“They’re making babies down there,” my brother told my mom after walking in on me and a friend fooling around. Little did I know that he was right. That was the day I conceived my first child. I was only 16.
My mother was blasting Al Green like she did every Sunday when she cleaned the house. “No, we weren’t,” I tried to assure her, but I doubt she believed me. I was usually pretty open about my sex life with her. She had known for quite some time that I was sexually active. I probably could’ve just told her the truth, like I had many times before, but this time was different from the rest. This time I did it in her house, and my heart was still racing from the excitement.
You’d think the experience of being a teen mom would make me want to keep all boys at least 10 feet away from my daughter, or at least ban boys from her room. Certainly, I don’t want her to go through what I did as a teen mom. I want her to wait until she’s ready to experience motherhood on her own terms, until she’s lived life for herself at least a little bit.
But I know that trying to keep teens from having sex is impossible. If they want to have sex, they’ll find a way. I know this because I remember being a teen. I remember a dark moonlit bedroom not being a requirement for fooling around. I remember taking advantage of my boyfriend’s parents being at work. I remember the sex in parked cars, the park and garages. And I remember not being the exception — almost all of my friends were having sex.
Banning boys from spending the night wouldn’t have prevented my teen pregnancy. It won’t protect my daughter either. Not from pregnancy, or the other potential consequences of unsafe sex. If my daughter were to engage in unsafe sex with a person of any gender, she could contract an STD or STI. It would be completely irresponsible of me to ignore the possibility that my daughter isn’t heterosexual. If I am worried about boys, I should be equally worried about girls. It’s either no one can spend the night, or everyone can.
That’s the logic I used when I asked my mother at 15 to have a good friend who happened to be male sleep over.
“You realize I could be sleeping with my girlfriends when they spend the night, right?” I remember asking her. I identified as bisexual at the time, and she knew it. But I could tell she had never even considered the possibility that my girlfriends were anything more than friends.
“Well, have you?” she asked. “No, never,” I responded. “Well, if he’s just a friend and you trust him, I’ll trust you.”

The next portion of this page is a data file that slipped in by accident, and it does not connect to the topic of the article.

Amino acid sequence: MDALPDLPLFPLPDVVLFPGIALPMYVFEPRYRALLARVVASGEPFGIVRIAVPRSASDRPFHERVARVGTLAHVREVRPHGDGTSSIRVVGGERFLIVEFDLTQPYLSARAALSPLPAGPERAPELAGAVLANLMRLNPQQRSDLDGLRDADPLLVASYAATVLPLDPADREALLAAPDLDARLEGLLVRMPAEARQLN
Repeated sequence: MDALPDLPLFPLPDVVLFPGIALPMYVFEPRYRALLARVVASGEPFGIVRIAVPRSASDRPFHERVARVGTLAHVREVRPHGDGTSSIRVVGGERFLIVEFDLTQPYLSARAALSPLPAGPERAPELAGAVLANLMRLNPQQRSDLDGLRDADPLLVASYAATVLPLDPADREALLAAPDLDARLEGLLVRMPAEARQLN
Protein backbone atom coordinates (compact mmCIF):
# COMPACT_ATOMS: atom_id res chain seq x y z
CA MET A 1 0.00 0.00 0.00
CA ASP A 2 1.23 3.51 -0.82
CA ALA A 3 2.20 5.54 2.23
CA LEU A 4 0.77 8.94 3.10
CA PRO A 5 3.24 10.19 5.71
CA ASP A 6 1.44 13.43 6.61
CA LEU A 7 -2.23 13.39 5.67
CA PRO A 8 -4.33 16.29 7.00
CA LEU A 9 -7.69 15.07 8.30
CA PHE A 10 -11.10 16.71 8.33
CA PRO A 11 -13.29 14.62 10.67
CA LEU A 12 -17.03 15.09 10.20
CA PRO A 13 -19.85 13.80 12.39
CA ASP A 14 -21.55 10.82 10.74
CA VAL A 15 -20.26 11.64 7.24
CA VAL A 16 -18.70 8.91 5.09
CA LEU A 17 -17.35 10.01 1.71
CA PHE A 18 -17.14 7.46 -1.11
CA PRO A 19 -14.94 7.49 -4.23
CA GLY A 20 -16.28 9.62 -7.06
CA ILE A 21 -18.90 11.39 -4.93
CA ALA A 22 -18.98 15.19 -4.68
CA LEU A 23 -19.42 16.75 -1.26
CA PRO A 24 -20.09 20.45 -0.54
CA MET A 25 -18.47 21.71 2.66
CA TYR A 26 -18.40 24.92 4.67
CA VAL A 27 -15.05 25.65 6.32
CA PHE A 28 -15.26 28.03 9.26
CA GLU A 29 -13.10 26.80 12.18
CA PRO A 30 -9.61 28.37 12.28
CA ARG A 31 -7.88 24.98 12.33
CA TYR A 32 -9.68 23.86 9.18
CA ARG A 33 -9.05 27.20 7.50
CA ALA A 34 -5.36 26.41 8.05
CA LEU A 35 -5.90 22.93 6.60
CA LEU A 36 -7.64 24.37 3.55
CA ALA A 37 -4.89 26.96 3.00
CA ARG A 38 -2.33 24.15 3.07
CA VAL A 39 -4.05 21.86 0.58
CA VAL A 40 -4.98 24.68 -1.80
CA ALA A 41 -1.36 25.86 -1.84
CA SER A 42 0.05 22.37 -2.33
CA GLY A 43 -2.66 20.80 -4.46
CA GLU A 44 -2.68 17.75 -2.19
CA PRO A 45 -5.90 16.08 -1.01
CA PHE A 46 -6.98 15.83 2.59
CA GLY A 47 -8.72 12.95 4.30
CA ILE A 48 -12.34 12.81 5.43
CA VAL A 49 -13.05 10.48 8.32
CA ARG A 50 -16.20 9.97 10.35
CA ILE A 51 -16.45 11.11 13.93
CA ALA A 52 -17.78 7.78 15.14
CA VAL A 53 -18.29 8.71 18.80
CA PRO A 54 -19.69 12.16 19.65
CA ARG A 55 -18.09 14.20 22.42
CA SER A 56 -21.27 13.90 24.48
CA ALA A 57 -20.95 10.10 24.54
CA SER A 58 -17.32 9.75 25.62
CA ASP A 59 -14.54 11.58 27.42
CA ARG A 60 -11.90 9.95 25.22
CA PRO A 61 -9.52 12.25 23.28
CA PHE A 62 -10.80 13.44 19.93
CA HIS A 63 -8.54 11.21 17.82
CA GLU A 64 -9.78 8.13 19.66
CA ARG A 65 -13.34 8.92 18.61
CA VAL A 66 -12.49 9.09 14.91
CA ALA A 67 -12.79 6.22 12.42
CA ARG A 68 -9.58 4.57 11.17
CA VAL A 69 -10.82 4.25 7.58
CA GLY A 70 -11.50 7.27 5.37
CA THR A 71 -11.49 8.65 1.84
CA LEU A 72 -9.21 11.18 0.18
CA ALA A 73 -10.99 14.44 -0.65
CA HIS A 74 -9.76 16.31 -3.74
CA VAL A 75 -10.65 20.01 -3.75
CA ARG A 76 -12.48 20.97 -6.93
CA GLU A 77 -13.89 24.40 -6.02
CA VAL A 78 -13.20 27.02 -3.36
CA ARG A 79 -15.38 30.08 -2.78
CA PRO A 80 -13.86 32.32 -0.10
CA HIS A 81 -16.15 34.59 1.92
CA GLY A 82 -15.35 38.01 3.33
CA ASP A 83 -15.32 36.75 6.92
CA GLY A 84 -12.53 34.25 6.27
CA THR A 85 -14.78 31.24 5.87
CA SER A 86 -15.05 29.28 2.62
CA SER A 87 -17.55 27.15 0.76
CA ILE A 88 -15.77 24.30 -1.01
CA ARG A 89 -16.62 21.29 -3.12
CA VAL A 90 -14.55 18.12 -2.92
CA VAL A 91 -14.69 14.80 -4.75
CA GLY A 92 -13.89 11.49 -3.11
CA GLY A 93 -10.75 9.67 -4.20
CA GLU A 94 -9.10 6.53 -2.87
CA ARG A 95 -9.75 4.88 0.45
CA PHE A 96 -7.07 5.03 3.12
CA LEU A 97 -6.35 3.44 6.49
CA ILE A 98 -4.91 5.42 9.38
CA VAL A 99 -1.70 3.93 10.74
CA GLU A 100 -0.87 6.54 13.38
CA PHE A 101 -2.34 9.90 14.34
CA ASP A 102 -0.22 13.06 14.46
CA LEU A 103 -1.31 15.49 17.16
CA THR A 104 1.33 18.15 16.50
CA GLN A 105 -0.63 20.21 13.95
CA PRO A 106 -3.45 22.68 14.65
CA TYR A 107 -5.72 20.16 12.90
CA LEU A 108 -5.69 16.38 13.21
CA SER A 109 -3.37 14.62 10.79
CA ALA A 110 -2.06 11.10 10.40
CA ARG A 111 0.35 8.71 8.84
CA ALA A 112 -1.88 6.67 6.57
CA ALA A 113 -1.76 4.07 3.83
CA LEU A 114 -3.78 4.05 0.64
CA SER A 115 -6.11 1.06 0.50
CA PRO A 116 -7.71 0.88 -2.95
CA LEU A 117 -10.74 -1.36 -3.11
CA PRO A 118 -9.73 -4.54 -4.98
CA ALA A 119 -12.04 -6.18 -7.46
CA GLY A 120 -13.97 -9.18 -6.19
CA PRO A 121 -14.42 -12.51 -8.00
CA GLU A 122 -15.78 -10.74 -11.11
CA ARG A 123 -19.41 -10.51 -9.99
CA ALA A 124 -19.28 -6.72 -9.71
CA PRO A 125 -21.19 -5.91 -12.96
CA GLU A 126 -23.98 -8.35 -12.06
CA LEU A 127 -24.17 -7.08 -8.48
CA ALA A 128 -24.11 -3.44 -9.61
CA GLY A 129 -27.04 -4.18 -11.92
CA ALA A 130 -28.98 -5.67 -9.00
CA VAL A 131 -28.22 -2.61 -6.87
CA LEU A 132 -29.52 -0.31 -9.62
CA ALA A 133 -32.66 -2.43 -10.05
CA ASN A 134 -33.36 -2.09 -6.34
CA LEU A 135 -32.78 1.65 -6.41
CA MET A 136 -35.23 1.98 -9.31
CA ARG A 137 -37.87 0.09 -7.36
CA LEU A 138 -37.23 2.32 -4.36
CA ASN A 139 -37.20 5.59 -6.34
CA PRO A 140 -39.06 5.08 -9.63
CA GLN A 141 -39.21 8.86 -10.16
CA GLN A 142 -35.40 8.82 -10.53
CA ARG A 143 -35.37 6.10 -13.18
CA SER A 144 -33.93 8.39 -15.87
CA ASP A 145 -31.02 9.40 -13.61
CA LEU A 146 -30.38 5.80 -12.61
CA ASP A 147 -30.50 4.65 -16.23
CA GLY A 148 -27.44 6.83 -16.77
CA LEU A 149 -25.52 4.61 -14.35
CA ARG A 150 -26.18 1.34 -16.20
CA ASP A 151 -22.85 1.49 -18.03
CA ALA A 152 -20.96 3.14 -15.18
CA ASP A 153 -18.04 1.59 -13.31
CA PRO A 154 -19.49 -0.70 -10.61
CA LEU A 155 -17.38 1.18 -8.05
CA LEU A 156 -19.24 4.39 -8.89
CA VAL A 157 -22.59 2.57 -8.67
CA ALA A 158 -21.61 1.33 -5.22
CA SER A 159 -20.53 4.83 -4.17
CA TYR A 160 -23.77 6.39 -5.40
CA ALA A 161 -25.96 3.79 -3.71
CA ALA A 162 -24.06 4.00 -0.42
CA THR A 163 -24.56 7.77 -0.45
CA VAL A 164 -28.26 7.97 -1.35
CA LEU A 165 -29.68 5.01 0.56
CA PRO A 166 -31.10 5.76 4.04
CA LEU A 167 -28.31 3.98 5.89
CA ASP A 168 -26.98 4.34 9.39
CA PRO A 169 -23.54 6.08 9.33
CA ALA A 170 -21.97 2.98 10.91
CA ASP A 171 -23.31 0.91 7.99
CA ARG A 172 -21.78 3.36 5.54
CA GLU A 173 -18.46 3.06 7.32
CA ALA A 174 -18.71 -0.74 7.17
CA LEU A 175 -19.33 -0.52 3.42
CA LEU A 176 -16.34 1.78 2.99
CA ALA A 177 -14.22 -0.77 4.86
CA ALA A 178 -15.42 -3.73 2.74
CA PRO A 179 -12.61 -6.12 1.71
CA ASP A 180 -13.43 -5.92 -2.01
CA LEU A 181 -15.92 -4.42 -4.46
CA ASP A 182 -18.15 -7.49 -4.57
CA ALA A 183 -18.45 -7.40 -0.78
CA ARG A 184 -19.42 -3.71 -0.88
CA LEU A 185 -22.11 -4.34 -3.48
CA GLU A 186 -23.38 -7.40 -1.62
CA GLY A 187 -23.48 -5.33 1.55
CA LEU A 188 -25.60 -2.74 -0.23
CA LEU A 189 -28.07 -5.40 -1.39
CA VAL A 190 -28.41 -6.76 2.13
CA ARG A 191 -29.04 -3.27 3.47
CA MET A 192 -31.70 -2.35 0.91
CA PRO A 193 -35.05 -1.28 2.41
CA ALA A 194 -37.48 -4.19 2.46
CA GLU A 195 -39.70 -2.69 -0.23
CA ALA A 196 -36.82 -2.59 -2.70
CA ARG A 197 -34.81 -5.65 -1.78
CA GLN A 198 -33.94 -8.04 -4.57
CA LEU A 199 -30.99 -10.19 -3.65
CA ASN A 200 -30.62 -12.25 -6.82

My mom trusted me. After that day, she often let me have boys spend the night. Every male friend I had knew what my bedroom looked like. And although it may seem counterintuitive, this is what she did right. She understood and listened. She never judged or punished me for being sexual. She believed me when I told her that a boy was just a friend and nothing sexual would happen if he spent the night. She created an environment where talking about sex was natural.
But despite her trust in me, she also failed me. She never talked to me about safe sex. I don’t know why. Perhaps she intended to but didn’t know how, or maybe she trusted I was getting accurate information somewhere else. She never once mentioned birth control or condoms; she just vaguely mentioned staying safe a few times.
And it’s not that I didn’t know birth control existed; I did. I just didn’t know how to ask for it. Every time I confessed my sexual activity to her, I hoped she would offer to get me the pill, buy me condoms and teach me about safe sex with both girls and boys. I wanted her to teach me how to be assertive and insist protection be used. But she never did.
I won’t fail my daughter the same way. She’ll have my trust and guidance. She already knows about my own experiences and that I could never be mad at her for being sexual. I’ll give her support and information. She can have boys and girls spend the night just like I did as a teen, but unlike me, she’ll have access to condoms, birth control and information about STIs and STDs. The conversation about sex will be ongoing and comprehensive.
I know I can’t stop her from having sex, but at least I can help her stay safe.
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